- Hat with Visor (1)
- Swimsuit (optional)
- Fleece Jacket or Pullover (1)
- Lightweight Synthetic or Down Jacket (1)
- Raincoat (1)
Waterproof material (e.g., Gore-Tex, or similar) is required. Your jacket should be large enough to allow layers underneath. Ponchos are not acceptable.
- Waterproof Rain Pants (1)
- Waterproof Pack Cover
If your backpack does not come with a cover, we recommend buying a cover one size larger than your pack.
- Day Pack
Basic two-shoulder backpack large enough to hold your lunch, two water bottles, snacks, extra layers and rain jacket. Use your day pack as a carry-on for your flight and for daily activities or hikes. A standard school backpack is usually fine (no satchels or shoulder bags).
- Synthetic Sleeping Bag
A lightweight, compact synthetic sleeping bag rated to 20 degrees Fahrenheit or less. A synthetic sleeping bag is required for this trip; down is not appropriate as it does not insulate if wet. Your sleeping bag should compress into a stuff sack no larger than 20" in length.
- Sleeping Pad
¾-length or full-length closed cell foam (thin and firm) or self-inflating.
- Bowl, Mug & Utensils
6" to 8" plastic dish or bowl with top, insulated plastic mug, spoon, fork and knife. These don't need to be special camping utensils (a Tupperware dish and regular utensils are fine).
Please bring an extra battery/batteries.
- Water Bottle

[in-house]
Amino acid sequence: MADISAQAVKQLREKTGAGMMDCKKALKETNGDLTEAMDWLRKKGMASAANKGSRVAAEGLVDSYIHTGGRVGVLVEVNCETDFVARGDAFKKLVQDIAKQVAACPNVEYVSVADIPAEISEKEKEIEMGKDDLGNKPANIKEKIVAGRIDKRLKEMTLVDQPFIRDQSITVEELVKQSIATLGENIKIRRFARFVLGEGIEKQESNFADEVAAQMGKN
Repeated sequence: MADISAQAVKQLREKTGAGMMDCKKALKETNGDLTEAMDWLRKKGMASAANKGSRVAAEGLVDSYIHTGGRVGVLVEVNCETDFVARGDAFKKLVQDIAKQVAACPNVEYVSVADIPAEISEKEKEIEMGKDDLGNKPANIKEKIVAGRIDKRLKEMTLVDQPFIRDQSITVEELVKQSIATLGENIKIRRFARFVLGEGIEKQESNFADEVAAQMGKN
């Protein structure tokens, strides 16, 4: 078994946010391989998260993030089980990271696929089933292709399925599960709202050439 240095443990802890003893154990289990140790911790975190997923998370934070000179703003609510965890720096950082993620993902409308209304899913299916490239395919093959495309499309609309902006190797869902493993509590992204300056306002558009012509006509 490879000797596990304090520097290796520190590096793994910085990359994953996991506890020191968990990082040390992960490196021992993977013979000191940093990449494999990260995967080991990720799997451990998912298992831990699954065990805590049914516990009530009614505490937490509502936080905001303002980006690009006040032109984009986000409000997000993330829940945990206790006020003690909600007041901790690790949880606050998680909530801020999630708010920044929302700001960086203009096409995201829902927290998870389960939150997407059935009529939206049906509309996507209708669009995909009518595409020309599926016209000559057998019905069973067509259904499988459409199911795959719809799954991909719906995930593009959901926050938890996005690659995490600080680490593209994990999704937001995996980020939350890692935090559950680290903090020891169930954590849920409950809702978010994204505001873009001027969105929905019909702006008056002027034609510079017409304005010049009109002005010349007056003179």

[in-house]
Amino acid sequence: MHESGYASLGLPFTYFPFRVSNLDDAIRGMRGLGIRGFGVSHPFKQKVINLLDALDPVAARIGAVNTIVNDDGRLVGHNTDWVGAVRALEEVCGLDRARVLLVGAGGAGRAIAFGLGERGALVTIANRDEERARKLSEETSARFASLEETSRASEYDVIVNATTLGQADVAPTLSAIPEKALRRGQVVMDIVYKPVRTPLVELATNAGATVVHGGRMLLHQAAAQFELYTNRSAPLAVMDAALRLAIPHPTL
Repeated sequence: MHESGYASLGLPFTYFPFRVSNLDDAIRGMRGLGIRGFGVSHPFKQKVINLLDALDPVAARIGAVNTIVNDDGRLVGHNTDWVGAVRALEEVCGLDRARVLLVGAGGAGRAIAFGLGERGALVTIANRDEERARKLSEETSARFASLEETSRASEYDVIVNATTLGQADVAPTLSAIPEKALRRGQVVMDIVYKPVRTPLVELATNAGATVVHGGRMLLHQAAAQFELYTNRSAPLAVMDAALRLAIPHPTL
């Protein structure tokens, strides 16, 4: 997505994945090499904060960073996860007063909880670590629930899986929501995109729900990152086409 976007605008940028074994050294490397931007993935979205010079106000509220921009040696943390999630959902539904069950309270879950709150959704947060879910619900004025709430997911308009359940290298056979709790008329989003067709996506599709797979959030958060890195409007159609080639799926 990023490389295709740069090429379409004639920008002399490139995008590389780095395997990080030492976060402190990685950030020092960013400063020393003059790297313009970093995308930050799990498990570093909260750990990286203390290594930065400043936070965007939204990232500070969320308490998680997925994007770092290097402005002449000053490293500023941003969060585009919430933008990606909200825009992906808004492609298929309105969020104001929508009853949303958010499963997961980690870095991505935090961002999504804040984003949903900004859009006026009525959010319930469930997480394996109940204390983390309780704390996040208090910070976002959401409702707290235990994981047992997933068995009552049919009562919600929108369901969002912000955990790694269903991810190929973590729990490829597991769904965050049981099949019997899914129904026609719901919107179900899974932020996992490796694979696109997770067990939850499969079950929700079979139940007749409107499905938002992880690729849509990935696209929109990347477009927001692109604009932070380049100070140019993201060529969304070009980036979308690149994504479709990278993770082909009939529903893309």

One 1-liter bottle. A Camelbak or similar water carrier is acceptable.
- Mosquito Head Net
Calf-height, waterproof gaiters to protect your legs and feet when hiking through brush, across snow fields or streams.
- Camp Chair (optional)
A lightweight, packable camp chair to use in camp (Crazy Creek, for example).
- Waterproof Hiking Boots
Choose comfortable boots designed for hiking with a pack (i.e., mid to high cut for ankle support). Boots should be waterproof. Break them in before the start of your trip.
- Camp Shoes
Closed-toe shoes to wear around camp. Crocs or lightweight tennis shoes are ideal.
- Synthetic Camping Towel
A medium-size synthetic camping towel (synthetic camping towels dry much faster than regular towels).
- Travel Size Toiletries
- Sunscreen (SPF 15+) & Chapstick (with SPF protection)
- Insect Repellent
- Gallon Sized Ziploc Bags (10)
To organize and waterproof your gear and small items.
- Large Trash Bags (4)
To waterproof your gear.